What can the European powerhouse bring to the table of the global tech scene?

When it comes to technology, Europe has historically sat in between China to its east, and the US to its west. Whilst Chinese firms’ state-subsidised model and the sheer scale and dynamism of US tech firms make them formidable competitors, Europe has its own competitive advantages on a global scale that should be brought to the fore.

The pace at which new technologies replace the old means that new modes of operation and new growth possibilities are never far away. The important, perhaps only, constant when it comes to tech is that organisations around the world will always have barriers to overcome in adopting new systems or ways of working. As companies look to become more efficient and clear room to grow, the unique position and capabilities of the European technology ecosystem will have become mission critical.

Leading the way in automation

The deep partnerships between software companies and industrial experts in Europe will be vital to the transformation of traditional and essential sectors of the economy. Whether it’s production capabilities, utilities or supply chains, the cogs of a strong economy have bowed under the weight of recent pressure. The need to become more digital is a reality now, and Europe has all of the tools at hand to deliver the transformation that’s required and that will influence these industries globally.

Manufacturing, for instance, is already undergoing significant positive change. The digitalisation of the shop floor, the collection and use of essential data in near real-time and the on-going analysis of equipment effectiveness are happening. The success of these initiatives is made possible by bringing together software and domain experts into the same collaborative environment.

We have seen great strides in the US when it comes to big platform development and implementation — the hyperscalers have that covered. The innovation in China is similarly successful, in particular making technology more accessible in everyday life. However, it’s only in Europe where centuries of global industrial leadership and new technology innovation can combine to change the operating and business models of traditional industries. The more that automotive, engineering and manufacturing organisations think like software companies, the more they will be able to reap the benefits of digital transformation. And the more that software companies can develop a deep understanding of the needs of industry, the better they can develop the right solutions to drive the change.

To put this change into a real life context, take the automotive industry, for example. If it can execute the safe and secure storage and transfer of vehicle usage data between manufacturer, maintenance companies, insurance companies, and banks, it can change its business model. It can produce innovative value-based service offerings or its customers and make its processes more efficient that should result not only in lower costs of production/operation, but also an overall reduction of costs for the end consumer.

By developing solutions that can exist on any cloud platform, guided by domain expertise, there are real opportunities for exciting innovation the region. This is helped by the fact that Europe is already strong in data privacy initiatives, thanks to the likes of GDPR.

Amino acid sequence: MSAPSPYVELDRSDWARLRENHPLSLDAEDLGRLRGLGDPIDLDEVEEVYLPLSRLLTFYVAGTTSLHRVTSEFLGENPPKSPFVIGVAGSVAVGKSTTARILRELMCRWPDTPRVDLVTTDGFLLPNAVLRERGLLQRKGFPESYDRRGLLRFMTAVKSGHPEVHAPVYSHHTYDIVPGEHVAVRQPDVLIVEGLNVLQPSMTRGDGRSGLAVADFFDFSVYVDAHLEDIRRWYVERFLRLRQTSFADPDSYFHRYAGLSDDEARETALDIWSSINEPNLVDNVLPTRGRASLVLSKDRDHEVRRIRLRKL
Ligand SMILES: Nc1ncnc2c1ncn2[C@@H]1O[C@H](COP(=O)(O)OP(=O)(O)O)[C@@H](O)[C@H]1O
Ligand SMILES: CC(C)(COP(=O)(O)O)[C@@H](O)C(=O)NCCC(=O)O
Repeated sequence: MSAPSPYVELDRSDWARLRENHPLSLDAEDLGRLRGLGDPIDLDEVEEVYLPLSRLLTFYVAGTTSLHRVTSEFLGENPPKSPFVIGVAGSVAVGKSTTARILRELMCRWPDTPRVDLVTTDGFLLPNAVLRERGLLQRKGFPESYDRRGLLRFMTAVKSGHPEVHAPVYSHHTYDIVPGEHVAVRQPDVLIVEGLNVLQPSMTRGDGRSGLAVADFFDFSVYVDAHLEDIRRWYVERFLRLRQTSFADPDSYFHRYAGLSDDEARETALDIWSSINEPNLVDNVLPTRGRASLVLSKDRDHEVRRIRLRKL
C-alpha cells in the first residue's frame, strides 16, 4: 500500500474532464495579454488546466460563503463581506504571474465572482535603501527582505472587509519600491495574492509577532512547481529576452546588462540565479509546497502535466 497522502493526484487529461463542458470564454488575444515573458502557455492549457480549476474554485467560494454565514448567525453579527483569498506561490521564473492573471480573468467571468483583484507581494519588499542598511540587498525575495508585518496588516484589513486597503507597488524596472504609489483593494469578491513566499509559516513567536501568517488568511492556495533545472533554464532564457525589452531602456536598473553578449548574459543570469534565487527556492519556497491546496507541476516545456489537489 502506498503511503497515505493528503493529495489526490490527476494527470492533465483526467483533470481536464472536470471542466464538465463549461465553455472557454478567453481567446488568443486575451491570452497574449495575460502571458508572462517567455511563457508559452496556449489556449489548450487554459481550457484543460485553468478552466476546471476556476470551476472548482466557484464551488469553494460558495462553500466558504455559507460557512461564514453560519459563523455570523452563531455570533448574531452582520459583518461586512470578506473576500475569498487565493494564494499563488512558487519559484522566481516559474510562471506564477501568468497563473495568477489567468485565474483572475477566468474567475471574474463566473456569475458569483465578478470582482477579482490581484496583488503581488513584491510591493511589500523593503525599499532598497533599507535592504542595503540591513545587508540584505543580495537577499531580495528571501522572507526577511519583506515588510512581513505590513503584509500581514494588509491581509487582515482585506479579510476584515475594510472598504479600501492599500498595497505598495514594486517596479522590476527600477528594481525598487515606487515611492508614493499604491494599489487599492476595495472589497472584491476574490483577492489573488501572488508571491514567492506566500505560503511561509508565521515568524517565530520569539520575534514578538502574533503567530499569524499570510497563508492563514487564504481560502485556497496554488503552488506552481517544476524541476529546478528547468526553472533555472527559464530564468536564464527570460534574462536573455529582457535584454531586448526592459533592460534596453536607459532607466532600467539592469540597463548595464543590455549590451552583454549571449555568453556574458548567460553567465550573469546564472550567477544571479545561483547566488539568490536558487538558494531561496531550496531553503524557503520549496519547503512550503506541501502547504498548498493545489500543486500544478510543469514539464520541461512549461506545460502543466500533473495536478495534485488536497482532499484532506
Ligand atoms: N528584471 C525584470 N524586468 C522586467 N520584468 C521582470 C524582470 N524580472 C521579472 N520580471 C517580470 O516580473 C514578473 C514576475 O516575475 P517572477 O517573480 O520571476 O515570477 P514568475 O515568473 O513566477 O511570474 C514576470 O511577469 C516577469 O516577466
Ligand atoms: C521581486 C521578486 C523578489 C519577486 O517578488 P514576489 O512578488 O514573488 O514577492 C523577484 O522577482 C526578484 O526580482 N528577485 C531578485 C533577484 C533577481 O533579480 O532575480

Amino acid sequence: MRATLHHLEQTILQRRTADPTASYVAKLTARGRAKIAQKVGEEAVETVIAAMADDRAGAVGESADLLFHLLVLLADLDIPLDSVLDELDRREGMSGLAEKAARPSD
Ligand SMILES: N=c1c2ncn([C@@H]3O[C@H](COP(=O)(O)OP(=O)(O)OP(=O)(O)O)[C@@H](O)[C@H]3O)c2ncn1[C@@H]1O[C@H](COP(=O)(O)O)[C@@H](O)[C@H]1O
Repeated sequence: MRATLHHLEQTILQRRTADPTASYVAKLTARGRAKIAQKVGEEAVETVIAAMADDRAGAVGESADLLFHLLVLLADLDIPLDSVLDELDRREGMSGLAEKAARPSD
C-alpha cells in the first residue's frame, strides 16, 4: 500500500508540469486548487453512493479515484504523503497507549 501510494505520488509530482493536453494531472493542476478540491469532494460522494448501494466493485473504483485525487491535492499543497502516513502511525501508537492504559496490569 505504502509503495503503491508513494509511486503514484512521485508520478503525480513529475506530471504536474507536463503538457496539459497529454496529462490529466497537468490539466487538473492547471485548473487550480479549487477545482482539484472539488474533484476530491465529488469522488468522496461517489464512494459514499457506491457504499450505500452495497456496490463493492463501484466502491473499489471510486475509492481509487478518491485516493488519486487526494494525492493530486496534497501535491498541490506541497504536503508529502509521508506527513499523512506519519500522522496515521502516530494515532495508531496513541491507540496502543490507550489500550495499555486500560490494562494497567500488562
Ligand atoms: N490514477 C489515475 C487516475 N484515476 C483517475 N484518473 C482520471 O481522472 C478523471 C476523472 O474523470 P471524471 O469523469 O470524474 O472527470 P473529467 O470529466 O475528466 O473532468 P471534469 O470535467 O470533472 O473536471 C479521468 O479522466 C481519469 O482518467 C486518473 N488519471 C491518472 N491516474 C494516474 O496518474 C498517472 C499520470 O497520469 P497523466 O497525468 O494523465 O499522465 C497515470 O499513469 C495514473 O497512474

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Sharing more data

To be at the forefront of their industry, companies need to be able to collect, connect, and configure data efficiently, effectively, and ethically. Too many organisations lack these basic capabilities and this needs to be addressed.

The adoption of the General Data Protection Regulation (GDPR) in 2018 leveraged the huge market size and potential of the European Economic Area to influence behaviours in both China and the US. This shows that Europe does have the global power to help protect consumers and maintain data ethics in ways that other regions possibly can’t.

The ‘digital iron curtain’ between China and the US not only makes Europe a relatively neutral authority on data policy, but it also becomes an attractive prospect for tech companies with global ambitions. Europe can bring openness to the tech world as the ideal ‘middle ground’ between the two competing standards, carving out its own space in the process.

Changing culture

In order to do this, though, Europe has one hill to climb. All digital transformation involves an evolution of culture that companies will find is critical to their success.

Implementing an innovative culture requires a degree of risk-taking. It means ensuring that the company is focused on listening and learning rather than proclaiming omniscience. Over the course of the pandemic, we have seen the importance of being agile and responsive. Whether it is navigating the way out of a crisis, or taking advantage of new innovations or opportunities, the ability to understand a situation and act swiftly and appropriately is imperative to success.

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Looking to the future

For the European powerhouse to come to the head of the global tech table, we must see organisations not only embrace digital transformation, but also the unique nature of the software and industry ecosystem. We need more bold software companies that don’t rely on their peers in Silicon Valley or Zhongguancun for direction. European companies have their own strengths, and should play to them. We can certainly learn from the success of others, but innovation closer to home will be what truly drives us forward.

Written by Sanjay Brahmawar, CEO of Software AG

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